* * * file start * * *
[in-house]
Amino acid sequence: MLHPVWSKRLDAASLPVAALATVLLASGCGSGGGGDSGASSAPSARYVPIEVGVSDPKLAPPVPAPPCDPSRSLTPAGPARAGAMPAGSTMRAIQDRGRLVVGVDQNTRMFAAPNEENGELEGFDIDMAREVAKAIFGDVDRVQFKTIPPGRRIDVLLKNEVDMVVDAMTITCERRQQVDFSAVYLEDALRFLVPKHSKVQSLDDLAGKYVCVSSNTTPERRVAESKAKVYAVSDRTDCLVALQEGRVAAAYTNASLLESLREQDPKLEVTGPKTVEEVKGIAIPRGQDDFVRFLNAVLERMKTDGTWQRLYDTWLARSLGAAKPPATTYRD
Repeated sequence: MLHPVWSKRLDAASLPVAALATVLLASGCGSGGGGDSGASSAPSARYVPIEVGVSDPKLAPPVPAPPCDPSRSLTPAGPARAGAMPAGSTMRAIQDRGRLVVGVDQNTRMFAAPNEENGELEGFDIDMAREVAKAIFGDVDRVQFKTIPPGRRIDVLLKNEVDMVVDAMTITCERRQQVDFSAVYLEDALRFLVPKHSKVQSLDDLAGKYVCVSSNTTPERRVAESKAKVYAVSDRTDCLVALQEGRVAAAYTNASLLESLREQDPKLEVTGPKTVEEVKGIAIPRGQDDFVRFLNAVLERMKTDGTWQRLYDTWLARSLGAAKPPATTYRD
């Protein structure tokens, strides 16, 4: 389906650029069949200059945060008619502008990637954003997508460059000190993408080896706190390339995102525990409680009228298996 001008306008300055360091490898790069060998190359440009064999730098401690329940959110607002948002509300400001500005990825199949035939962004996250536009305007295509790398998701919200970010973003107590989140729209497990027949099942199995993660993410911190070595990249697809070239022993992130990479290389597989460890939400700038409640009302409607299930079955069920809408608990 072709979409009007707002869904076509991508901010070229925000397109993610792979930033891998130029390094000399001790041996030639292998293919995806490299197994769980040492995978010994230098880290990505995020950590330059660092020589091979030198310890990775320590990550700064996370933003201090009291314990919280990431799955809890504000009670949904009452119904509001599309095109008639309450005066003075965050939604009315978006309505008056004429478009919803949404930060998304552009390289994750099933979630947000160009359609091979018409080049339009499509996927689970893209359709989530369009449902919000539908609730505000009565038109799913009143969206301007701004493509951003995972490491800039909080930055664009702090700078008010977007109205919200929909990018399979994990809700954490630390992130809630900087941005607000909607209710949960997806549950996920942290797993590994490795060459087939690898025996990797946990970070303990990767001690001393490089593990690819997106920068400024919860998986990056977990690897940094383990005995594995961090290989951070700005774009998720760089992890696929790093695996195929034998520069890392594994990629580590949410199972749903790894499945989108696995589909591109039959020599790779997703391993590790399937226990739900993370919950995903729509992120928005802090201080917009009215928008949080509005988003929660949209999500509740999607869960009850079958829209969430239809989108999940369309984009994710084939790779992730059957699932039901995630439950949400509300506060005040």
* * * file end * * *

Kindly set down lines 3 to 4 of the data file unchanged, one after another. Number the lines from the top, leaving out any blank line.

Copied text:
Repeated sequence: MLHPVWSKRLDAASLPVAALATVLLASGCGSGGGGDSGASSAPSARYVPIEVGVSDPKLAPPVPAPPCDPSRSLTPAGPARAGAMPAGSTMRAIQDRGRLVVGVDQNTRMFAAPNEENGELEGFDIDMAREVAKAIFGDVDRVQFKTIPPGRRIDVLLKNEVDMVVDAMTITCERRQQVDFSAVYLEDALRFLVPKHSKVQSLDDLAGKYVCVSSNTTPERRVAESKAKVYAVSDRTDCLVALQEGRVAAAYTNASLLESLREQDPKLEVTGPKTVEEVKGIAIPRGQDDFVRFLNAVLERMKTDGTWQRLYDTWLARSLGAAKPPATTYRD
């Protein structure tokens, strides 16, 4: 389906650029069949200059945060008619502008990637954003997508460059000190993408080896706190390339995102525990409680009228298996 001008306008300055360091490898790069060998190359440009064999730098401690329940959110607002948002509300400001500005990825199949035939962004996250536009305007295509790398998701919200970010973003107590989140729209497990027949099942199995993660993410911190070595990249697809070239022993992130990479290389597989460890939400700038409640009302409607299930079955069920809408608990 072709979409009007707002869904076509991508901010070229925000397109993610792979930033891998130029390094000399001790041996030639292998293919995806490299197994769980040492995978010994230098880290990505995020950590330059660092020589091979030198310890990775320590990550700064996370933003201090009291314990919280990431799955809890504000009670949904009452119904509001599309095109008639309450005066003075965050939604009315978006309505008056004429478009919803949404930060998304552009390289994750099933979630947000160009359609091979018409080049339009499509996927689970893209359709989530369009449902919000539908609730505000009565038109799913009143969206301007701004493509951003995972490491800039909080930055664009702090700078008010977007109205919200929909990018399979994990809700954490630390992130809630900087941005607000909607209710949960997806549950996920942290797993590994490795060459087939690898025996990797946990970070303990990767001690001393490089593990690819997106920068400024919860998986990056977990690897940094383990005995594995961090290989951070700005774009998720760089992890696929790093695996195929034998520069890392594994990629580590949410199972749903790894499945989108696995589909591109039959020599790779997703391993590790399937226990739900993370919950995903729509992120928005802090201080917009009215928008949080509005988003929660949209999500509740999607869960009850079958829209969430239809989108999940369309984009994710084939790779992730059957699932039901995630439950949400509300506060005040």